absorbing or controlling possession of the mind by any interest or pursuit; lively interest:
He shows marked enthusiasm for his studies.
an occupation, activity, or pursuit in which such interest is shown:
Hunting is his latest enthusiasm.
any of various forms of extreme religious devotion, usually associated with intense emotionalism and a break with orthodoxy.
Yet given the window of opportunity in 2008 to say “I do,” I did—with the enthusiasm of the fiercest Bridezilla.
David Jefferson on His Four Gay Marriages and a Legal Victory Against Prop 8 David Jefferson February 6, 2012
The enthusiasm among Democrats for Barack Obama has subsided under the depressing pall of events since 2009.
Good Candidates, Bad Election David Frum August 7, 2012
Waxing (and Waning): enthusiasm is up overall among Republicans and down among Democratic voters in 2012.
Hurricane Sandy, Women, Momentum & More Keys to a Romney Victory Mark McKinnon October 28, 2012
But there’s a curious lack of enthusiasm among those masses ….
Canada’s Wannabe Obama David Frum March 11, 2013
On the campaign trail I learned many lessons, most prominently the enthusiasm with which voters reacted when told my age.
There’s No Better Test for Millennials than the American City Michael Tubbs April 18, 2014
After the speeches from the opener and the opposition, the debate proceeded with enthusiasm.
The Girls of St. Wode’s L. T. Meade
But her interest in his hobby for once failed to awaken his enthusiasm.
Viviette William J. Locke
No reader could have guessed from my article my enthusiasm as I wrote it.
Our Philadelphia Elizabeth Robins Pennell
Burke slapped his leg with an enthusiasm that might have broken a weaker member.
Within the Law Marvin Dana
To the unity of enthusiasm corresponds the unity of the world, the monistic feeling.
mile Verhaeren Stefan Zweig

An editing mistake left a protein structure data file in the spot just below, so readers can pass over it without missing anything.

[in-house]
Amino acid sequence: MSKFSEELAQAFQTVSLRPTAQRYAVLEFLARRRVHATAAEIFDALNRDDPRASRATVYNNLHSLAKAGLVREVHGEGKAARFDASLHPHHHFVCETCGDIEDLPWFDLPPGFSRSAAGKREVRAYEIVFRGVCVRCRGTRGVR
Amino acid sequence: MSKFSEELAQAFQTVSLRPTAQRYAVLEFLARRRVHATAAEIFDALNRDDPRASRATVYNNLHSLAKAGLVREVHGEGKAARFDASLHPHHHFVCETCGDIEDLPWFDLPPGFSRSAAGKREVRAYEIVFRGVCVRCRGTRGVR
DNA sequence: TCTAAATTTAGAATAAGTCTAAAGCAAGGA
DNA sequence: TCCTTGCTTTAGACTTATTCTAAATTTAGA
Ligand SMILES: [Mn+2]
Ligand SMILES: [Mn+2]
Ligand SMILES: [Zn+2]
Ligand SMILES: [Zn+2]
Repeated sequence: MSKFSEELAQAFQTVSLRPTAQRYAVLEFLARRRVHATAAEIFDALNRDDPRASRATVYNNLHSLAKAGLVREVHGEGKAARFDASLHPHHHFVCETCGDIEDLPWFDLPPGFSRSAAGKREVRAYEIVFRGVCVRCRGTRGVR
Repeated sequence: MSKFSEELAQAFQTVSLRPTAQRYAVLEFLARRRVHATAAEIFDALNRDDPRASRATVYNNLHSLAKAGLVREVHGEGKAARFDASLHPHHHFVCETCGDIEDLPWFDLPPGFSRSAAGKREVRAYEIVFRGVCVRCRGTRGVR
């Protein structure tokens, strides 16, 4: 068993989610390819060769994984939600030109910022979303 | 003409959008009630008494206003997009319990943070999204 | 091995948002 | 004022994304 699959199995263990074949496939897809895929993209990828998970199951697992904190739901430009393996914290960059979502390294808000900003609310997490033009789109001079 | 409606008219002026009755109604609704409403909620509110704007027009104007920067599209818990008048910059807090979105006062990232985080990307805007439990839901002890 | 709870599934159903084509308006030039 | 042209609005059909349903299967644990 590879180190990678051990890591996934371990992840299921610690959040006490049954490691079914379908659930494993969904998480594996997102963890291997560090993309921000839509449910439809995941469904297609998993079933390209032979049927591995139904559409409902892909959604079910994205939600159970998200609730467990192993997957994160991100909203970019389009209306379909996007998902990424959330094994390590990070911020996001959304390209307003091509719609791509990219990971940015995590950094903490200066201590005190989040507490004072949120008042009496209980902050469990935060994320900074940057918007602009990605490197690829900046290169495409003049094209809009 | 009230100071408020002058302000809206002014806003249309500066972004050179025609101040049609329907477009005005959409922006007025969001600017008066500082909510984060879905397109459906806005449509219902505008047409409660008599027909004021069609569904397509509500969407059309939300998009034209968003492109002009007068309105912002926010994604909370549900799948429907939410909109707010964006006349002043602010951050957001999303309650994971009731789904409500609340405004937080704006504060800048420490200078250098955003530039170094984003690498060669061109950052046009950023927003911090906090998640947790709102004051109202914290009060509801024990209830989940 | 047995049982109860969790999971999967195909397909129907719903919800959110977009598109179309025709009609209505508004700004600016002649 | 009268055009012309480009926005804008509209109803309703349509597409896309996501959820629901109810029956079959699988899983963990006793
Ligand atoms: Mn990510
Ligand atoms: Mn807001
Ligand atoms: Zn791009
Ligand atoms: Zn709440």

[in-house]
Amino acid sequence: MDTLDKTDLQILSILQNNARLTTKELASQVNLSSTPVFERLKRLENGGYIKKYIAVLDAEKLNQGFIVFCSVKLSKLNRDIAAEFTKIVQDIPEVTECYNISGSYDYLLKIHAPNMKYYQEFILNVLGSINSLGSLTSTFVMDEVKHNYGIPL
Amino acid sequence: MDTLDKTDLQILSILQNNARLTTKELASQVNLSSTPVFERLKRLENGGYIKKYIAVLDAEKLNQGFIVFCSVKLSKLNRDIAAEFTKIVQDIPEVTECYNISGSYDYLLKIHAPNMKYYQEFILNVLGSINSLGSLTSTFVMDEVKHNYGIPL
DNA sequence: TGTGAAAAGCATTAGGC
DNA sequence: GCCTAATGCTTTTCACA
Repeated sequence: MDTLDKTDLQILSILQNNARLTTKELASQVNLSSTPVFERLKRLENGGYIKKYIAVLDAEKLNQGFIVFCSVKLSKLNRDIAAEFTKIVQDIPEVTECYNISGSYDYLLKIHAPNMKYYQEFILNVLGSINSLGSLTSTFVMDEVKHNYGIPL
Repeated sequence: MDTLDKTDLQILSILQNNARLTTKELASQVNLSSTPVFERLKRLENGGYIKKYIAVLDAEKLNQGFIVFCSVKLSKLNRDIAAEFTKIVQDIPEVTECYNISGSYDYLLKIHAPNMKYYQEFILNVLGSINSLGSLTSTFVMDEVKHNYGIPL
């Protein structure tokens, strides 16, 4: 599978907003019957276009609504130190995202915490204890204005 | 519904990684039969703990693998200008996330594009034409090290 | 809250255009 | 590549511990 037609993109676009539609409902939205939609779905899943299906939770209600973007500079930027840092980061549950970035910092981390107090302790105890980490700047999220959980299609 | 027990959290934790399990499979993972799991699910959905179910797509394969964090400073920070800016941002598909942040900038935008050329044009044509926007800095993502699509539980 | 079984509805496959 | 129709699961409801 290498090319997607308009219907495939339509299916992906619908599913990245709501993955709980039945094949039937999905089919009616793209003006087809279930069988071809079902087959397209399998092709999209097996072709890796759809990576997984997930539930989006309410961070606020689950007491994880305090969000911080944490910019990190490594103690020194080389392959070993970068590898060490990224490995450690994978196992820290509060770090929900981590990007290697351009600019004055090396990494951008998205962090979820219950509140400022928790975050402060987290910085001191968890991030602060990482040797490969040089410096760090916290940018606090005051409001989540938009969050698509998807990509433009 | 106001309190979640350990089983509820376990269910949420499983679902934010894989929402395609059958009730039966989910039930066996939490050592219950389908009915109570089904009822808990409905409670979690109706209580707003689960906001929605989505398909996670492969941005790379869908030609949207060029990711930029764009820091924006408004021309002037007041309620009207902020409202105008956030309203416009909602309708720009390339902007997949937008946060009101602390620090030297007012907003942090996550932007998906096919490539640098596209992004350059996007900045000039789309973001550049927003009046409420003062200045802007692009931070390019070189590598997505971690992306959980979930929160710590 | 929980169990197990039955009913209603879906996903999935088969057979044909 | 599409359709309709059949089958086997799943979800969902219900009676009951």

ardent and lively interest or eagerness
an object of keen interest; passion
(archaic) extravagant or unbalanced religious fervour
(obsolete) possession or inspiration by a god
c.1600, from Middle French enthousiasme (16c.) and directly from Late Latin enthusiasmus, from Greek enthousiasmos “divine inspiration,” from enthousiazein “be inspired or possessed by a god, be rapt, be in ecstasy,” from entheos “divinely inspired, possessed by a god,” from en “in” (see en- (2)) + theos “god” (see Thea). Acquired a derogatory sense of “excessive religious emotion” (1650s) under the Puritans; generalized sense of “fervor, zeal” (the main modern sense) is first recorded 1716.
of, relating to, or characteristic of or its inhabitants, institutions, etc. belonging or relating to, or spoken or written in, the English language: a high-school English class; an English translation of a Spanish novel. the people of England collectively, especially as distinguished from the Scots, Welsh, and Irish. the Germanic language of the British Isles, […]
a person who is filled with enthusiasm for some principle, pursuit, etc.; a person of ardent zeal: a sports enthusiast. a religious visionary or fanatic. Contemporary Examples Most of the writing was done by Lincoln enthusiast Jesse Weik, and the reception was mixed at best and downright hostile at worst. The Ultimate Lincoln Reading List […]
full of or characterized by ; ardent: He seems very enthusiastic about his role in the play. Contemporary Examples It will certainly not happen without the enthusiastic support of the Obama administration, and that is far from certain. Mr. Brown Goes to Washington Andrew Neil March 1, 2009 Wisconsin Democrats were supposed to be enthusiastic […]
an expert on environmental problems. any person who advocates or works to protect the air, water, animals, plants, and other natural resources from pollution or its effects. a person who believes that differences between individuals or groups, especially in moral and intellectual attributes, are predominantly determined by environmental factors, as surroundings, upbringing, or experience (opposed […]